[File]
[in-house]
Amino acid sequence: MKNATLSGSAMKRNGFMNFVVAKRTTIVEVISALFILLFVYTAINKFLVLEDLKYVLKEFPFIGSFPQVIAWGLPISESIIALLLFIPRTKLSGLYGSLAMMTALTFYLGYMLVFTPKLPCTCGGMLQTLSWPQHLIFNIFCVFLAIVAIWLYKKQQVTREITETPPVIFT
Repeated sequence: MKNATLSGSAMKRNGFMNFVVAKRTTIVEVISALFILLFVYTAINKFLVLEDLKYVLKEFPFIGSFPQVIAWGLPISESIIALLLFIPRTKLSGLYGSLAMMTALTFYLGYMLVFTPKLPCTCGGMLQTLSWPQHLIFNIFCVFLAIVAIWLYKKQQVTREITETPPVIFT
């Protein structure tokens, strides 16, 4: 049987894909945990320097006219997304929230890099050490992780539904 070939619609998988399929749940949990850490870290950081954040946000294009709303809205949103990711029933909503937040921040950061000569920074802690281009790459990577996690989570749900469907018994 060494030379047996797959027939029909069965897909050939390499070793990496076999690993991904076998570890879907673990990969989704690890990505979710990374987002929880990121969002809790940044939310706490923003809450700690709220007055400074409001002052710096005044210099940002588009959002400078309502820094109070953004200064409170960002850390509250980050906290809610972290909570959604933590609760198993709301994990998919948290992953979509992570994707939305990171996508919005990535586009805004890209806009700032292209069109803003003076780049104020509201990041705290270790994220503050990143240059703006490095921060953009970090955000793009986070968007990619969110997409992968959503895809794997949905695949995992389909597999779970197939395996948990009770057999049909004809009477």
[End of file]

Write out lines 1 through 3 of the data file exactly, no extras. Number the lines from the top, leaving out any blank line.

[in-house]
Amino acid sequence: MKNATLSGSAMKRNGFMNFVVAKRTTIVEVISALFILLFVYTAINKFLVLEDLKYVLKEFPFIGSFPQVIAWGLPISESIIALLLFIPRTKLSGLYGSLAMMTALTFYLGYMLVFTPKLPCTCGGMLQTLSWPQHLIFNIFCVFLAIVAIWLYKKQQVTREITETPPVIFT
Repeated sequence: MKNATLSGSAMKRNGFMNFVVAKRTTIVEVISALFILLFVYTAINKFLVLEDLKYVLKEFPFIGSFPQVIAWGLPISESIIALLLFIPRTKLSGLYGSLAMMTALTFYLGYMLVFTPKLPCTCGGMLQTLSWPQHLIFNIFCVFLAIVAIWLYKKQQVTREITETPPVIFT